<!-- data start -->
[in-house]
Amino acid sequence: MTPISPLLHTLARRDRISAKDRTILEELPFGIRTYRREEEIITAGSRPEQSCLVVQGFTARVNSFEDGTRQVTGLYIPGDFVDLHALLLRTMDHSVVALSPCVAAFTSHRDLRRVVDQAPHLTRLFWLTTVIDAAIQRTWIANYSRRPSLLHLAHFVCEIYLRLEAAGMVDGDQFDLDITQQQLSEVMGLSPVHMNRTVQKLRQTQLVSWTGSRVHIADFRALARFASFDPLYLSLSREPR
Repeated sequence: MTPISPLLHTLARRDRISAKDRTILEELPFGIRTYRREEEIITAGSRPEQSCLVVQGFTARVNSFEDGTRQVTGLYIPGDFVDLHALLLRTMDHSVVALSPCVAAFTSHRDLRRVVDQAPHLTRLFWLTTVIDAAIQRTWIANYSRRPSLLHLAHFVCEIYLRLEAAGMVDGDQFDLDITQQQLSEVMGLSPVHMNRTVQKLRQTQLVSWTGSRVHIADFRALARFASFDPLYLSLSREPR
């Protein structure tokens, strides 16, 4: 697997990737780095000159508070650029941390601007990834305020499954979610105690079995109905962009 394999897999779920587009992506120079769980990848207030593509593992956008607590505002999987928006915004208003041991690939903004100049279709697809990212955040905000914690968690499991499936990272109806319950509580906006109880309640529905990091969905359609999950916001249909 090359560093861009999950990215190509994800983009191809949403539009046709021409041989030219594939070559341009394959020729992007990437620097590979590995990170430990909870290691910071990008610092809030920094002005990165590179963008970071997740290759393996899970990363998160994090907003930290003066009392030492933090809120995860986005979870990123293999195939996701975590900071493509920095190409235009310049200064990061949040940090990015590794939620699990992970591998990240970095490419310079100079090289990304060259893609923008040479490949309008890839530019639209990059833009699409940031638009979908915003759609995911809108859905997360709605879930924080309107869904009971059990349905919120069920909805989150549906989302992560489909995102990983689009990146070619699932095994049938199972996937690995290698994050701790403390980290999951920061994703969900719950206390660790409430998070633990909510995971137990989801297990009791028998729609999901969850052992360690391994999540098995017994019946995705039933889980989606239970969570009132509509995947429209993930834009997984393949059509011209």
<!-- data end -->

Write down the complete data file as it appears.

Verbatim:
[in-house]
Amino acid sequence: MTPISPLLHTLARRDRISAKDRTILEELPFGIRTYRREEEIITAGSRPEQSCLVVQGFTARVNSFEDGTRQVTGLYIPGDFVDLHALLLRTMDHSVVALSPCVAAFTSHRDLRRVVDQAPHLTRLFWLTTVIDAAIQRTWIANYSRRPSLLHLAHFVCEIYLRLEAAGMVDGDQFDLDITQQQLSEVMGLSPVHMNRTVQKLRQTQLVSWTGSRVHIADFRALARFASFDPLYLSLSREPR
Repeated sequence: MTPISPLLHTLARRDRISAKDRTILEELPFGIRTYRREEEIITAGSRPEQSCLVVQGFTARVNSFEDGTRQVTGLYIPGDFVDLHALLLRTMDHSVVALSPCVAAFTSHRDLRRVVDQAPHLTRLFWLTTVIDAAIQRTWIANYSRRPSLLHLAHFVCEIYLRLEAAGMVDGDQFDLDITQQQLSEVMGLSPVHMNRTVQKLRQTQLVSWTGSRVHIADFRALARFASFDPLYLSLSREPR
């Protein structure tokens, strides 16, 4: 697997990737780095000159508070650029941390601007990834305020499954979610105690079995109905962009 394999897999779920587009992506120079769980990848207030593509593992956008607590505002999987928006915004208003041991690939903004100049279709697809990212955040905000914690968690499991499936990272109806319950509580906006109880309640529905990091969905359609999950916001249909 090359560093861009999950990215190509994800983009191809949403539009046709021409041989030219594939070559341009394959020729992007990437620097590979590995990170430990909870290691910071990008610092809030920094002005990165590179963008970071997740290759393996899970990363998160994090907003930290003066009392030492933090809120995860986005979870990123293999195939996701975590900071493509920095190409235009310049200064990061949040940090990015590794939620699990992970591998990240970095490419310079100079090289990304060259893609923008040479490949309008890839530019639209990059833009699409940031638009979908915003759609995911809108859905997360709605879930924080309107869904009971059990349905919120069920909805989150549906989302992560489909995102990983689009990146070619699932095994049938199972996937690995290698994050701790403390980290999951920061994703969900719950206390660790409430998070633990909510995971137990989801297990009791028998729609999901969850052992360690391994999540098995017994019946995705039933889980989606239970969570009132509509995947429209993930834009997984393949059509011209």